Author(s): Eknoyan G
Abstract Share this page
Abstract Pediatrics is a relatively new discipline; it came into existence at the end of the nineteenth century, when the number practitioners of medicine interested in the study and teaching of pediatrics grew in proportion to research in diseases of children. The study of two childhood diseases was instrumental in the very emergence of nephrology. The first disease was diarrheal dehydration of infants, the study of which in the first decades of the twentieth century provided much of the body of knowledge of water and electrolyte metabolism that formed the foundations of renal physiology. The second disease was the nephrotic syndrome of children, the successful treatment of which became possible after the Second World War with the use of adrenal cortical tropic hormone and steroids. The prohibitive cost of obtaining these new miracle drugs then led to the foundation in 1948 of the Nephrosis Foundation, which became the National Kidney Foundation (NKF) in 1950-the first organization in the United States dedicated to the support and dissemination of knowledge on diseases of the kidney. The Scientific Advisory Board of the NKF was the nidus around which the discipline of nephrology then evolved and, after the availability of maintenance hemodialysis, flourished. Pediatric nephrology, which emerged from these beginnings, closes the circle that began with the emergence of nephrology from its foundations in pediatric studies of childhood diarrhea and treatment of the nephrotic syndrome.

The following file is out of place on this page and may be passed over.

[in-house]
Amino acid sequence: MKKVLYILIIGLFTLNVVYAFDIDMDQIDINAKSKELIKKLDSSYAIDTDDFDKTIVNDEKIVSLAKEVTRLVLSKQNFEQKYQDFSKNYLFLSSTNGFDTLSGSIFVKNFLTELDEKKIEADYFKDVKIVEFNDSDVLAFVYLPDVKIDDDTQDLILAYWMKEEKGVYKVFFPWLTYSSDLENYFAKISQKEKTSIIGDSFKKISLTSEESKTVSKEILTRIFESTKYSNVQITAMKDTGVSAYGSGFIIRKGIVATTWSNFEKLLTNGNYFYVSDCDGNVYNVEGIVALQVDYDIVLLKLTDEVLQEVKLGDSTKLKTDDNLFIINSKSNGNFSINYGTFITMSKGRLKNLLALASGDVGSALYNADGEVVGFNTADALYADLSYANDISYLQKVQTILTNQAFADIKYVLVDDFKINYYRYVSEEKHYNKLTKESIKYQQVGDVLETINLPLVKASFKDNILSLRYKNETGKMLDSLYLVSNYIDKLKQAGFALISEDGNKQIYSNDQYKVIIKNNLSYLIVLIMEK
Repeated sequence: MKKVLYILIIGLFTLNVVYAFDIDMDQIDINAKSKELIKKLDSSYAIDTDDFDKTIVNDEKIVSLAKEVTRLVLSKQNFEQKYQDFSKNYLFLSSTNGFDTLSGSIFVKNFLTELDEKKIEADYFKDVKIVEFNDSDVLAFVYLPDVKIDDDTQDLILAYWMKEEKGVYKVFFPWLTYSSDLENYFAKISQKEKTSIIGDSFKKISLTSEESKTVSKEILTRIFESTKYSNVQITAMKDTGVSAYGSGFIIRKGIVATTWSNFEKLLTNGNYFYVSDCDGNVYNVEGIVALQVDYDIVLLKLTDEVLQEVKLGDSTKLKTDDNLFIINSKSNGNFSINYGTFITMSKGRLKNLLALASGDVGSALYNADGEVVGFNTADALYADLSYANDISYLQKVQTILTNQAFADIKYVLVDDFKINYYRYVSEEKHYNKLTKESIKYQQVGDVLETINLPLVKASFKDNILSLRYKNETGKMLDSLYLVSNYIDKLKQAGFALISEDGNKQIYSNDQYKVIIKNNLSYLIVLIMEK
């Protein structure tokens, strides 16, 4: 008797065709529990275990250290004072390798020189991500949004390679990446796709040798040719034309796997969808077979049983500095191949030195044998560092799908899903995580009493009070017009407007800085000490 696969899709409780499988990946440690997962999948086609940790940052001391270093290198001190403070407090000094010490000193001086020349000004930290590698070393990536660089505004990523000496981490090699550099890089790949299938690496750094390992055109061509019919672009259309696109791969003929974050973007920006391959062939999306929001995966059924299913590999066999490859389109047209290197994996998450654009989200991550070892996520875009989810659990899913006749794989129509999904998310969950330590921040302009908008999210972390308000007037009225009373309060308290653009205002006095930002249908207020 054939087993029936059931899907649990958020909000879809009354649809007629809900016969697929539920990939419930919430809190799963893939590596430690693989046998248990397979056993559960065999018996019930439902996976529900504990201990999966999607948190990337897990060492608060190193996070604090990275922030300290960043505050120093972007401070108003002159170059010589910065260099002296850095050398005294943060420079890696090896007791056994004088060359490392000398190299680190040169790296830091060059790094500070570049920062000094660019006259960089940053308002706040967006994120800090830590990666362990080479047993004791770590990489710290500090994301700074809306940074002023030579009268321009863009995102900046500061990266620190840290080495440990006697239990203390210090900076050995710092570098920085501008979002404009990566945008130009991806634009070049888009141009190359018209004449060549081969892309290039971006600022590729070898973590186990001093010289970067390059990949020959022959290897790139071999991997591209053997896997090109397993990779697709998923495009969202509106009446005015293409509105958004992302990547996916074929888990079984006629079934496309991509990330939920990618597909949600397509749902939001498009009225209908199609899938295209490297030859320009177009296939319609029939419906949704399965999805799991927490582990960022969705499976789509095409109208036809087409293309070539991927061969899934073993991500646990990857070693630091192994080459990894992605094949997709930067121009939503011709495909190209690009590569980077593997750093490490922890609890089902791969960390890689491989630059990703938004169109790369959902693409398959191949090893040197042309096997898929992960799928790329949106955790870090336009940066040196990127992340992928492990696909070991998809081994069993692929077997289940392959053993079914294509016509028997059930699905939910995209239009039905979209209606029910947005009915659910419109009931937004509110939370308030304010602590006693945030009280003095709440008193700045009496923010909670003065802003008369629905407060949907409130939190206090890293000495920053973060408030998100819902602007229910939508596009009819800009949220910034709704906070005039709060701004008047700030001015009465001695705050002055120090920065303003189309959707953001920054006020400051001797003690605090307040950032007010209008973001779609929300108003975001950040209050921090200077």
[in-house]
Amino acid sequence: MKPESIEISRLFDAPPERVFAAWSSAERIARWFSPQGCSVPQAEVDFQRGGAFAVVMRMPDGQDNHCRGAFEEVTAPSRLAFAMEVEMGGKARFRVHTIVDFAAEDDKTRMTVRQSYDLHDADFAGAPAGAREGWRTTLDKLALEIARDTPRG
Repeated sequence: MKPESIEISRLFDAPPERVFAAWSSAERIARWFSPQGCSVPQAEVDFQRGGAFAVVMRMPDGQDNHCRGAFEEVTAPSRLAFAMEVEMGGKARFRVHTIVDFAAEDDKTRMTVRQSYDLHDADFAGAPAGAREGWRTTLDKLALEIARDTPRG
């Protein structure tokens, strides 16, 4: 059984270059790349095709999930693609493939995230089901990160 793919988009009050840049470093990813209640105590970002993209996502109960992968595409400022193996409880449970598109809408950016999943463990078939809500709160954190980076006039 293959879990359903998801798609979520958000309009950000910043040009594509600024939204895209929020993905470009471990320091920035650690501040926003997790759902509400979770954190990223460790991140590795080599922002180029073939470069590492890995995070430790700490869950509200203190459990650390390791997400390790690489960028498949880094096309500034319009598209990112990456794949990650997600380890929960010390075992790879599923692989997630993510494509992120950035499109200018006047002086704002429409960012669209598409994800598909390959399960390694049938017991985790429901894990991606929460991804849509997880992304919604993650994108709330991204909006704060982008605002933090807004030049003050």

This article was published in Adv Chronic Kidney Dis
and referenced in Clinics in Mother and Child Health